For sale: baby shoes, never worn.
Hemingway has often been extolled as the master of brevity, either through his style or his lexicon. Above is his shortest story, one that he believed to be his best work.
I’m not sure I agree, but I love the concision.*
So it seems does (did) Wired who commissioned this raft of genre versions of the six word story. I’m not sure what my favourite is, but I somehow feel that time machines are cheating a little, and lose effect on rereading.**
I’d like to liken the form to flash fiction, which my friend Ardie Collins*** talks about here, but for me the forms are quite different. To my mind, flash fiction is all about the splurge – getting a story out literally <em>in a flash</em>, with minimal post-production. With these six word stories (and also with a lot of very short stories on Twitter), a lot of dedication and craft has to go into their sculpting. Because of the massive restriction in terms of length, a lot has to be said with a very, very little.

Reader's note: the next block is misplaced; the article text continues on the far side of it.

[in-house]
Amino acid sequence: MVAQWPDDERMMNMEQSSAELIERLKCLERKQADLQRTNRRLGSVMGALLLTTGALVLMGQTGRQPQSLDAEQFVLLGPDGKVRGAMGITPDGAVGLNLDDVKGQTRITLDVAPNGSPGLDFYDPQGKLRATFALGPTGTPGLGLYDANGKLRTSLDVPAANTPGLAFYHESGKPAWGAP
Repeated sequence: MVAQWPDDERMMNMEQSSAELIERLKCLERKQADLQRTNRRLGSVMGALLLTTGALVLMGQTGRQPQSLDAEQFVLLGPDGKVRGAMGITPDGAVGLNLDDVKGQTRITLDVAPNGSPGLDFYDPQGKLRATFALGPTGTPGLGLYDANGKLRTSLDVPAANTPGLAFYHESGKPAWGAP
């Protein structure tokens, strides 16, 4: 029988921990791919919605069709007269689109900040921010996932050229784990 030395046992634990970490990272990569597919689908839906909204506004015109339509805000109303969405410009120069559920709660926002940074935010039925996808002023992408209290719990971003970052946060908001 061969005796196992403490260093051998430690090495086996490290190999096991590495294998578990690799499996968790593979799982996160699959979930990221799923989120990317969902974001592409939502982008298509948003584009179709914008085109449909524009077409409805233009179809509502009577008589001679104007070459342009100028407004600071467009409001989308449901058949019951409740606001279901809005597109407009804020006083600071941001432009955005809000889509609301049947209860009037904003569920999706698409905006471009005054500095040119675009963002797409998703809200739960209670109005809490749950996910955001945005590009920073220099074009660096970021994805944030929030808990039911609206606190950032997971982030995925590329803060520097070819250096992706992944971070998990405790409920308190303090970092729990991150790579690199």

To be honest, that’s quite exciting.
I wrote yesterday that there’s a dearth of short stories in the national curriculum. Today I bring good news. First is that the AQA English Literature syllabus now features exclusively short stories in its Sunlight on the Grass anthology. Second is that I’ve chosen to teach my Year 9s a unit on short stories; by the end of the week I hope that we’ll have each constructed some six word stories.
* Still not convinced concision is a real word.
** A whole other topic, that.
*** Remind me to read his debut novel.